In addition, it may also be argued that technology does not need to save mankind, since such extrapolation tend to be exaggerated ‘worst-case scenarios’. Hence while most scientists will agree that the health of our earth is taking a toll from irresponsible human activities, very few will concur on what the future of earth is going to be like. Hence I would argue that technology will indeed save mankind from an environmental apocalypse simply because it will continue to advance, and at an exponential rate. Thus, whether or not a terminus is a plausible outcome or not, it can be said without a doubt that technology is capable of redeeming us from the ‘fate’ of a diseased planet. The underlying premise of course, is that we are willing and committed to save ourselves.

Hi Ms Adrienne, please let me know if I’ve managed to address what is required! I would really appreciate it. And thank you for setting up such an awesome gp help site. I’m taking a levels as a private candidate and all these skill-based exercises have really helped prepare me for the upcoming exam!😀

Cheers, Jace

7 11 2011
Adrienne de Souza

HI Jace

I enjoyed reading this – you write well.

Yes, you’ve managed to meet requirements, as you started off by recognising the scepticism with a counter-argument and went on to rebut that:

[Counter-argument]] They argue that even today, the rate of environmental degradation by far surpasses the rate at which technology can alleviate the gamut of environmental problems that plagues mankind. This begs the question that resonates with skepticism.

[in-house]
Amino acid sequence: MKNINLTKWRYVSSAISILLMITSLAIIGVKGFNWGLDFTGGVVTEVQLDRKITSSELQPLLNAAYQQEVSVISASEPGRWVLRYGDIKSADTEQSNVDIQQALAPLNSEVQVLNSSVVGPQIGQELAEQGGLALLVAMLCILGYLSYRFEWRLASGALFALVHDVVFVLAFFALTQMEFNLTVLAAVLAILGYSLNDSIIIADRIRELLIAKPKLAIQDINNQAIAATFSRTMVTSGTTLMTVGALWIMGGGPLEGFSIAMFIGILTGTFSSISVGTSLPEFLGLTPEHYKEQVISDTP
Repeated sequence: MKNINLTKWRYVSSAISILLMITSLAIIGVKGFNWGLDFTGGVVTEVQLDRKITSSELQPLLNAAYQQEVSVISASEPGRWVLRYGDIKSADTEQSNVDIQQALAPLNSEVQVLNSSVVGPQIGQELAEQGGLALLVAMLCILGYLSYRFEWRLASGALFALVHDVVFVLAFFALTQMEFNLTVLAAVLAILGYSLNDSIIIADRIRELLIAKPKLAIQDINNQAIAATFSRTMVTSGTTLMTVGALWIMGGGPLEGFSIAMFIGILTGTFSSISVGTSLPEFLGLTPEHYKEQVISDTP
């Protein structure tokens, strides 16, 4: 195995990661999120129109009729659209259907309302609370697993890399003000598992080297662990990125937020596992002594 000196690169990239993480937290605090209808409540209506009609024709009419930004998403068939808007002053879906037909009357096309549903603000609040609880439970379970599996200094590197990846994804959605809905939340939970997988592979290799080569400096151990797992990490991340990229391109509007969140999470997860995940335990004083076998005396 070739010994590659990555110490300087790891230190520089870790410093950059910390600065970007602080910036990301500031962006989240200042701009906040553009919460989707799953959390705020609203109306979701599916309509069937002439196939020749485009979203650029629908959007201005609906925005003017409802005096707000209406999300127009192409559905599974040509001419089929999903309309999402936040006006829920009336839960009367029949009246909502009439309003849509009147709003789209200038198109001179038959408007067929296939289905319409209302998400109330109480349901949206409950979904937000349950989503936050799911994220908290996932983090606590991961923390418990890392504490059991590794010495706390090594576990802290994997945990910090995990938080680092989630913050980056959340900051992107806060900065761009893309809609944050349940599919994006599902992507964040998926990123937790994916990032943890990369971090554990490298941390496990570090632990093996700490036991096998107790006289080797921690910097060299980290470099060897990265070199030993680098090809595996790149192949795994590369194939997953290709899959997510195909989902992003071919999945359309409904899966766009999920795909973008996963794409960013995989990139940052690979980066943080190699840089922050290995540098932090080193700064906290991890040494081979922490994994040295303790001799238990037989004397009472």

[Rebuttal] This is because technology catered to the fields of renewable energy and novel food sources is still in its nascent stage and has only just began to burgeon. […] Hence I would argue that technology will indeed save mankind from an environmental apocalypse simply because it will continue to advance, and at an exponential rate.

However, I would make the logic links clearer. For instance, in your counter-argument, I’d add the idea that although technology has managed to address some of our environmental problems, the rate environmental degradation exceed the rate of technology fixing our environment (this way, you show the idea of “SEEMS to solve, but not REALLY”).

In addition, the link between your rebuttal and counter-argument should be clearer too – perhaps you could add that NOW it seems like environmental degradation exceeds its redemption through technology, but that’s only because it’s in its nascent stage, etc.

Hope that helps.

7 11 2011
pufferfishie

Hi Ms Adrienne,

THANK YOU SO VERY MUCH😀 i didn’t expect that you’d reply to my comment so quickly. and your kind words really encourage me and take away (a bit) of my anxiety :X i’ve taken note of how i can improve on my essays so thank you😀

Oh. Can i clarify if the word ‘save’ would come under what you call ‘atypical absolutes’? I was a little worried when i was writing the paragraph on technology not needing to ‘save’ mankind that i was reading too much into that word. Would you suggest that i include a paragraph on it anyway if i’m uncertain if the keyword in question is an absolute?

Cheers, Jace

8 11 2011
Adrienne de Souza

I actually skipped past that bit – when I read it, I wasn’t really sure what the purpose of it was, but there wasn’t anything wrong with it either, so it didn’t raise a red flag. To make it clearer, I would have signposted that point with something along the lines of:

Of course, the question assumes that the earth needs to be saved – something that scientists and environmentalists are not even in agreement on. While most agree that the environment is being degraded and the problems need to be addressed, whether the earth is headed towards an environmental apocalypse that requires true saving can be questioned.